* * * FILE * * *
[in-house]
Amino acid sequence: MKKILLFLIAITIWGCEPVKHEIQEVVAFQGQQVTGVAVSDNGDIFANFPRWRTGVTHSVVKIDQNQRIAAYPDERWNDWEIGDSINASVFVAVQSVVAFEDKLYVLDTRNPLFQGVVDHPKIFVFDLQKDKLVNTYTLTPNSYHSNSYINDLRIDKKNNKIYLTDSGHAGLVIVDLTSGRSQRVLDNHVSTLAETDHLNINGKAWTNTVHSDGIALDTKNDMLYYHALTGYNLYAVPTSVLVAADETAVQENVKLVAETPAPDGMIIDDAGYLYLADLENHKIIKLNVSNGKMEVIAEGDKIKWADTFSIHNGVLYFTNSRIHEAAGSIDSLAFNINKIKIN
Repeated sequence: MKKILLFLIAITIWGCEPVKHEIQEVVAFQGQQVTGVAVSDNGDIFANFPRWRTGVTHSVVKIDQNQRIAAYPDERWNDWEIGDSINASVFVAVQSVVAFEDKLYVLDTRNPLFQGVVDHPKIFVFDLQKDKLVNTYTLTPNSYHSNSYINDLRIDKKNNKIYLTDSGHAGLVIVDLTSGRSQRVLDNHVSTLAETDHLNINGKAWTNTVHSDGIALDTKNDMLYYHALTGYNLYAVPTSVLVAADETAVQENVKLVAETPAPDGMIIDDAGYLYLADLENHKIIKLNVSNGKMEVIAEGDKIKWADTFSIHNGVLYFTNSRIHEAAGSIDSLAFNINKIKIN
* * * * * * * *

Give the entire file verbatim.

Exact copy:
[in-house]
Amino acid sequence: MKKILLFLIAITIWGCEPVKHEIQEVVAFQGQQVTGVAVSDNGDIFANFPRWRTGVTHSVVKIDQNQRIAAYPDERWNDWEIGDSINASVFVAVQSVVAFEDKLYVLDTRNPLFQGVVDHPKIFVFDLQKDKLVNTYTLTPNSYHSNSYINDLRIDKKNNKIYLTDSGHAGLVIVDLTSGRSQRVLDNHVSTLAETDHLNINGKAWTNTVHSDGIALDTKNDMLYYHALTGYNLYAVPTSVLVAADETAVQENVKLVAETPAPDGMIIDDAGYLYLADLENHKIIKLNVSNGKMEVIAEGDKIKWADTFSIHNGVLYFTNSRIHEAAGSIDSLAFNINKIKIN
Repeated sequence: MKKILLFLIAITIWGCEPVKHEIQEVVAFQGQQVTGVAVSDNGDIFANFPRWRTGVTHSVVKIDQNQRIAAYPDERWNDWEIGDSINASVFVAVQSVVAFEDKLYVLDTRNPLFQGVVDHPKIFVFDLQKDKLVNTYTLTPNSYHSNSYINDLRIDKKNNKIYLTDSGHAGLVIVDLTSGRSQRVLDNHVSTLAETDHLNINGKAWTNTVHSDGIALDTKNDMLYYHALTGYNLYAVPTSVLVAADETAVQENVKLVAETPAPDGMIIDDAGYLYLADLENHKIIKLNVSNGKMEVIAEGDKIKWADTFSIHNGVLYFTNSRIHEAAGSIDSLAFNINKIKIN